Guest post: How I enjoyed (not ‘survived’) the first year of twins

I have to admit that when I see a mum with twins my thought process is something along the lines of: “Oh my God, how on earth do they survive?”. I’m guessing many of you probably think the same, when one at a time is hard enough? Well, the truth is, much to my surprise, apparently it doesn’t have to be all about surviving…but also..dare I say it…enjoying! Here to open our eyes to that very notion is my first guest writer Sonya D: 

Let me stipulate from the off, that having a baby is hard work. Having two babies is really hard work! Having three children is sometimes excruciatingly hard work. My patience has been tested, and found wanting, more times than I would care to admit. However…

I love having twins. I love having three boys (no, I won’t be trying for a fourth, for a girl, I’m very happy, thank you!). There is one thing which is at the heart of everything that made having twin babies a whole lot easier: they were my second children. I cannot overstate how significant this was for me. Becoming a mother is an incredibly intense emotional experience, as is having twins. But I didn’t have to do the two together. When I had twins, I was already a mother.

First time round I was insecure, defensive of my parenting style and choices, unsure, and learning at an incredible rate. When it came to doing it all again, to say I was more relaxed is an understatement. Sure, there were challenges unique to having two babies simultaneously that I was facing for the first time, but my decisions were led by an already established confidence and parenting philosophy. The change from the first to the second of my mothering mind-set was that I looked for coping strategies rather than try to force changes, such as when and how long they slept.

It’s a cliché but life with babies goes so fast (“The shortest year with the longest days” is one of my favourite descriptions of that first year). Truly understanding and appreciating this hugely helped me to enjoy and relax with my twins, unlike with my first. My husband and I decided early on that we would ‘enjoy’ not ‘survive’ them.

Developmentally, most children get there in their own sweet time (I fully appreciate I am lucky to not have children with disabilities) and it’s a thrill to sit back and watch it happen. Seeing two babies learn to crawl, cruise and walk really is double the joy – it’s just as exciting when the second twin learns something that his brother has already mastered.

There is no perfect baby, despite what the books will have you believe. I saved so much time and energy not trying to make my boys fit into any social conformities, particularly with sleep and eating etc. I co-slept with one, as that’s what he needs, but his brother was happy to be alone in a cot from three months, and slept through the night from 12 months.

Co-sleeping isn’t a miracle cure for tiredness, that mind-numbing, nausea-inducing exhaustion that is the reality of being awake a lot at night with a baby. But for me it made it that bit easier to deal with: I didn’t have to get out of bed, which meant I could fall back to sleep more easily. My twins are now 17 months old and my husband and I are both far less tired than when we had one at 17 months and I thank co-sleeping for it.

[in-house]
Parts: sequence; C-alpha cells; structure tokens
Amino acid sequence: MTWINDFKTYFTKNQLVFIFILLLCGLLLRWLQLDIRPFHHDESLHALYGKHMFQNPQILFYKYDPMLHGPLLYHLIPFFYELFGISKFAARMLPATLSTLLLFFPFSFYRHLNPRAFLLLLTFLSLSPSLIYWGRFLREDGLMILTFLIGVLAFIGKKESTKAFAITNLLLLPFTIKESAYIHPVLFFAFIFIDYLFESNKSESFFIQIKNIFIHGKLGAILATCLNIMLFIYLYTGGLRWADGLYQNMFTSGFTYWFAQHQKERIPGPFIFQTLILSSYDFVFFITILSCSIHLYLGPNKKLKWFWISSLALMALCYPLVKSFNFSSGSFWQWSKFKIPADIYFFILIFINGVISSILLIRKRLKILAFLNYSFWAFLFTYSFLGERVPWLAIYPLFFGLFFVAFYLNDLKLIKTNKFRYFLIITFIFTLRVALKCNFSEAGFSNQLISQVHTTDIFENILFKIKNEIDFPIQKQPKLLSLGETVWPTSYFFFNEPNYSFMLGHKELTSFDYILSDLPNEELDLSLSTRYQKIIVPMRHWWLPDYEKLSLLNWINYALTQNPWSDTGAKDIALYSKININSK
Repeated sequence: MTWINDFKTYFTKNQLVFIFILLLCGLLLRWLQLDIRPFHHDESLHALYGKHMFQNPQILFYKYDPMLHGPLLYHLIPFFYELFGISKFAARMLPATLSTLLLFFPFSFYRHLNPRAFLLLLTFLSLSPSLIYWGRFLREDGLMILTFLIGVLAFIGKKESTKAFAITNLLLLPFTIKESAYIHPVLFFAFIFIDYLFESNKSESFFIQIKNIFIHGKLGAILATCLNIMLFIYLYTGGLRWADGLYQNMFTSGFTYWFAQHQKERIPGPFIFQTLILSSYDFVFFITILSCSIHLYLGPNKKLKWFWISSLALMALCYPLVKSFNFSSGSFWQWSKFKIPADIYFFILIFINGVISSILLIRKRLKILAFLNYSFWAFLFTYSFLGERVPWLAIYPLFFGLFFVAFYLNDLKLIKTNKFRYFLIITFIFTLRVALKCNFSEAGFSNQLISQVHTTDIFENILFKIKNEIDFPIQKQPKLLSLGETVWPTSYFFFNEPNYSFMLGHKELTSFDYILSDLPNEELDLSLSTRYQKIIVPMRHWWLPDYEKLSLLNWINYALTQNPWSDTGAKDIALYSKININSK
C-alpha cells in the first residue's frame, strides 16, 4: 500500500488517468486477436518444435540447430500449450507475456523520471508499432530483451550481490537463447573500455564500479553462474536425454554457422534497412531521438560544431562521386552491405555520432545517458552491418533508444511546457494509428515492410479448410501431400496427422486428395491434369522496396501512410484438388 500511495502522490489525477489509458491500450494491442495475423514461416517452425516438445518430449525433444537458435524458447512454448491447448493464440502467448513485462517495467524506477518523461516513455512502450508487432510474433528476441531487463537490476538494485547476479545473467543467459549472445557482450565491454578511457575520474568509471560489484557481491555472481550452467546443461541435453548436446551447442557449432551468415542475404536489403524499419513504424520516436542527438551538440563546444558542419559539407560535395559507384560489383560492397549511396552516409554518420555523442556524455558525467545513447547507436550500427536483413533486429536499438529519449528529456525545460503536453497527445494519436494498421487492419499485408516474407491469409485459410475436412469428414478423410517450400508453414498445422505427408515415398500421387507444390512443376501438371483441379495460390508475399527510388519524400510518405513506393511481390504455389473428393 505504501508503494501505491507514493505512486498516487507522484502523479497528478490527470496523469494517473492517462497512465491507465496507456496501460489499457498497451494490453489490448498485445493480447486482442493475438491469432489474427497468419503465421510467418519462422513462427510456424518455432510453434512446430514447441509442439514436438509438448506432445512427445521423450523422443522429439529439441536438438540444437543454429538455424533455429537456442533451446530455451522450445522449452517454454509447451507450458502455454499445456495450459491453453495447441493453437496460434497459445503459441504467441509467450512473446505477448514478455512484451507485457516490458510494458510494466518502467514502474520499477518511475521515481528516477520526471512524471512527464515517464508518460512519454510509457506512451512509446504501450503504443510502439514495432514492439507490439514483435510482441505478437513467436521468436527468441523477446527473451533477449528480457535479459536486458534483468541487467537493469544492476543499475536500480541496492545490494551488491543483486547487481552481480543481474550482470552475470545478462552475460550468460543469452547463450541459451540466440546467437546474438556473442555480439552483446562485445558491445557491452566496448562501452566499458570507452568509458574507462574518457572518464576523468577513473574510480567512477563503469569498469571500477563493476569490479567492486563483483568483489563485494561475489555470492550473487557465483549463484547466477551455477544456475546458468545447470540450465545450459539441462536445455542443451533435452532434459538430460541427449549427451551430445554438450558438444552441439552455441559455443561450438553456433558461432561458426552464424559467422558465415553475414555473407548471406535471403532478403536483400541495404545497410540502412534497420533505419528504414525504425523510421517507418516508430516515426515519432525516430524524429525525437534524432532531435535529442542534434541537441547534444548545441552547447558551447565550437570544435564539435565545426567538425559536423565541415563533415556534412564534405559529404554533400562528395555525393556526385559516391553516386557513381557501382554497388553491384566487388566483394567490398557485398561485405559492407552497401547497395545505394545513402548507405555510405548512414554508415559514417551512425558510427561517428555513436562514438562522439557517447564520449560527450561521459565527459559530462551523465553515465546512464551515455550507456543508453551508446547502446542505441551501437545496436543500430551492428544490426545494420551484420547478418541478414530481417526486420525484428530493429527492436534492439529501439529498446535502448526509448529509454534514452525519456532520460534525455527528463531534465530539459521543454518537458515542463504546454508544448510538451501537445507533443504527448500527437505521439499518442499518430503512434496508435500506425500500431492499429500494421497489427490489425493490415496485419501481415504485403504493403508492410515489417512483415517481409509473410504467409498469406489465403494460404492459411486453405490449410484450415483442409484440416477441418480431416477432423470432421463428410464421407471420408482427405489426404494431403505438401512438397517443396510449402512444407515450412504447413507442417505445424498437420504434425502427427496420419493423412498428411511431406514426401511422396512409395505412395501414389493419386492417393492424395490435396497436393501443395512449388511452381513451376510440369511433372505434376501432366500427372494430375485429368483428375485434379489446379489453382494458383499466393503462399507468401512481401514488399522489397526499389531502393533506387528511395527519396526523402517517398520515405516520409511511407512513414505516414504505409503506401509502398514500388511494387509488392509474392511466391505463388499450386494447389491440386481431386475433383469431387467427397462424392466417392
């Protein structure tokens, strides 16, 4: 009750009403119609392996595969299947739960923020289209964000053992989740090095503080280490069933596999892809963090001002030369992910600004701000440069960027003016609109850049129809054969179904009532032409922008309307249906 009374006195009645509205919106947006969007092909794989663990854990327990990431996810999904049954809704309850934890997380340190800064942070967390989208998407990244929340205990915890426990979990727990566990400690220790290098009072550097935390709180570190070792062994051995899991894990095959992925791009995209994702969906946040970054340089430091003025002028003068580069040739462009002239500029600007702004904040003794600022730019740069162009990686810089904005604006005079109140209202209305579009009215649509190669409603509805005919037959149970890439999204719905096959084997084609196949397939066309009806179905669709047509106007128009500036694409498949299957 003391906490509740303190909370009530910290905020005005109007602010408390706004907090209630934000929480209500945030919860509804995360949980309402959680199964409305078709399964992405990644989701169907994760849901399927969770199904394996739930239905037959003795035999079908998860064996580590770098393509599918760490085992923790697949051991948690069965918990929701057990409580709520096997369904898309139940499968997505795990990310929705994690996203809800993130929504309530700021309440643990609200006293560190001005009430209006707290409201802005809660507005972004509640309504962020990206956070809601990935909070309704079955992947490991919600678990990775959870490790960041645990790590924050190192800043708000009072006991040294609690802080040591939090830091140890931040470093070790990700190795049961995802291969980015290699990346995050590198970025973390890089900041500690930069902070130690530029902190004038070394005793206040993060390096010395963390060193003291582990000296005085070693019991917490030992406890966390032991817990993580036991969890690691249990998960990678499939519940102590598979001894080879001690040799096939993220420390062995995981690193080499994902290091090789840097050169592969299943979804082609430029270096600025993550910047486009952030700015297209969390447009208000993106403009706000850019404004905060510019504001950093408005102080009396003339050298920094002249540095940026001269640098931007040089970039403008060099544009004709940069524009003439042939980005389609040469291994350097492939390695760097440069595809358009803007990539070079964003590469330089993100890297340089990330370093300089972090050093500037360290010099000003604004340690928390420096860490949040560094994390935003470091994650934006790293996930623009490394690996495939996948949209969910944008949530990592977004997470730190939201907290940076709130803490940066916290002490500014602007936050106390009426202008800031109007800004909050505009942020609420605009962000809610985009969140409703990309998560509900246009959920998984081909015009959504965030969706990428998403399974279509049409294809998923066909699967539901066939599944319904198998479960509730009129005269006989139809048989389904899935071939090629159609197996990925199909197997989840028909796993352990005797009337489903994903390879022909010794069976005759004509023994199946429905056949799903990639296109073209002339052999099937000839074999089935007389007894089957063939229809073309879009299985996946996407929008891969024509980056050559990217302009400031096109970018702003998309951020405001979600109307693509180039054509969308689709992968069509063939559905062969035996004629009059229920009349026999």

Co-sleeping also aids breastfeeding. It took two weeks to establish breastfeeding with them – essentially constantly pumping and feeding in that time. But once they were established, feeding was a lot easier. It was still eight times a day, and for the first few months, it was a boot camp, a rigid routine. I have fond memories of binging on The Killing in the middle of the night, or playing Civilisation in the bedroom – truly, anything goes! My husband was fantastic – in the first few months I would sleep from 7-11 (ish) pm while he took charge. Having one round of deep sleep a day, even if it was the only sleep I got, kept me sane.

When I found out I was having twins I was overwhelmed with feelings of guilt that they wouldn’t get from me emotionally what their older brother got as a single child. I was adamant that I would breastfeed them just as I had him, and I’m so proud for having done so. As the months passed and these tiny babies emerged into their fascinating unique selves, my anxieties of guilt about not meeting their needs gradually evaporated. As parents of more than one child will attest, somehow you just find a way of parenting each child for himself, multiples or not.

I already had my established network of friends from first time round, and with a fantastic family close by I looked for support. It can be hard to ask, but believe me, people want to help. I found that support from the hospital gave me the confidence to persevere with breastfeeding in those early days. And the local Twins Club run by Homestart allowed me time with my eldest and enabled me to share with other parents of multiples.

And really, really, finally, corny as it sounds (hey, it’s my life!), my boys, Jake, Rhys and Myles, are the reason I enjoyed my first year with twins.

Guest post written by Sonya D.

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